Called Immune Atlas, the pilot aims to establish a “gold standard” immune profiling platform for multiple myeloma research studies, and to produce the kind of strong immune and genomic data necessary for personalized medicine delivery. Precision medicine is an approach that uses genetic tests to tailor treatment according to each patients’ need.
“Immunotherapy has transformed outcomes for patients with many kinds of cancers that previously had few effective options,” Paul Giusti, MMRF president and chief executive officer, said in a news release.
“Progress in immunotherapy in myeloma has been gradual because of the complexity of the disease and a fragmented research effort. As the leader in precision medicine, we are now seeking to accelerate immune agents into the clinic for myeloma patients and ensure that each patient receives treatment that is specific for their immune profile,” he added.
The pilot will use partners from top academic centers to characterize the immune profile and activity of important cell populations in myeloma patients. Members of the Multiple Myeloma Research Consortium (MMRC), these centers are Emory University, Mayo Clinic Rochester, Beth Israel Deaconess Medical Center, Washington University, and Mount Sinai School of Medicine.
“The great strength of the MMRF is the ability to bring partners together to collaborate on efforts that advance cures for myeloma patients,” said Daniel Auclair, PhD, MMRF chief scientific officer. “We are so fortunate to have these five best-in-class institutions as members of our Multiple Myeloma Research Consortium who can bring cutting-edge scientific analysis to bear on the most pressing needs of our patients.
“Once this immune profiling platform is validated, it can be rolled out to bring the promise of precision immunotherapy to the entire myeloma community.”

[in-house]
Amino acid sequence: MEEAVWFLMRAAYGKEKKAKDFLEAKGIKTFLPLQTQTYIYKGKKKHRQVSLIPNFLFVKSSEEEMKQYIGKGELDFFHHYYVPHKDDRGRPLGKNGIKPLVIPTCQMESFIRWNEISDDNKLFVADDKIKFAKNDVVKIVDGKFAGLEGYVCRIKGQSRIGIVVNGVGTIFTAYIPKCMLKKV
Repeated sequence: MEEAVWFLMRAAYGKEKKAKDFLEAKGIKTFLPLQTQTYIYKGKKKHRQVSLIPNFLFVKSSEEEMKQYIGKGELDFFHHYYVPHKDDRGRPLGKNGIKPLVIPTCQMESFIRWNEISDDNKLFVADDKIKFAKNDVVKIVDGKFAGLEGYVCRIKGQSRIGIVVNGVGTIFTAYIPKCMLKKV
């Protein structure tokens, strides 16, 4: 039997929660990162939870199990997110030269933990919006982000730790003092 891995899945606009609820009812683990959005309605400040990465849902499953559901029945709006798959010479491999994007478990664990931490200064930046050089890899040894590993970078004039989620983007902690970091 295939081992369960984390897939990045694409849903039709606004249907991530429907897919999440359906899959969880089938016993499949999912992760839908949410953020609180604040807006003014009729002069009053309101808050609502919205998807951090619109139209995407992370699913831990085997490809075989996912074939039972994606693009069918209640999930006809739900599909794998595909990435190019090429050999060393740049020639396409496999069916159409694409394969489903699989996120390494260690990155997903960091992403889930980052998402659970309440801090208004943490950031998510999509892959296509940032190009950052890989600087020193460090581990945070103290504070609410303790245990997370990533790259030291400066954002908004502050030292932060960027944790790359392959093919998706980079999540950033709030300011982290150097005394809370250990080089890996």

The pilot program is part of the organization’s three-year plan that focuses partly on generating meaningful immune information to support precision immuno-oncology efforts. As such, Immune Atlas was a key discussion topic at the MMRF Immune Summit 2019 held in Norwalk, Connecticut.
Therapy advancement is hampered by variability in current approaches to immune myeloma profiling. “This gap, however, is an opportunity for us to create coherent immune data requirements and guidelines and to establish a single shared repository for data,” the MMRF said on its website.
Cutting-edge technology will be used to chart interactions between tumor cells and immune cells in myeloma patients’ bone marrow. The resulting database will be maintained and enhanced as new research is added. The goal is for information gathered to identify new targets for treatment development, and ultimately enable clinicians to tailor therapies that best suit patients’ immune systems.
The 25-member MMRC marries academic and community cancer centers with industry to advance early phase clinical trials of promising therapy candidates. The MMRF pursues innovations that advance development of precision therapies.
Roughly 30,770 adult U.S. residents are expected to develop multiple myeloma this year, according to the MMRF.
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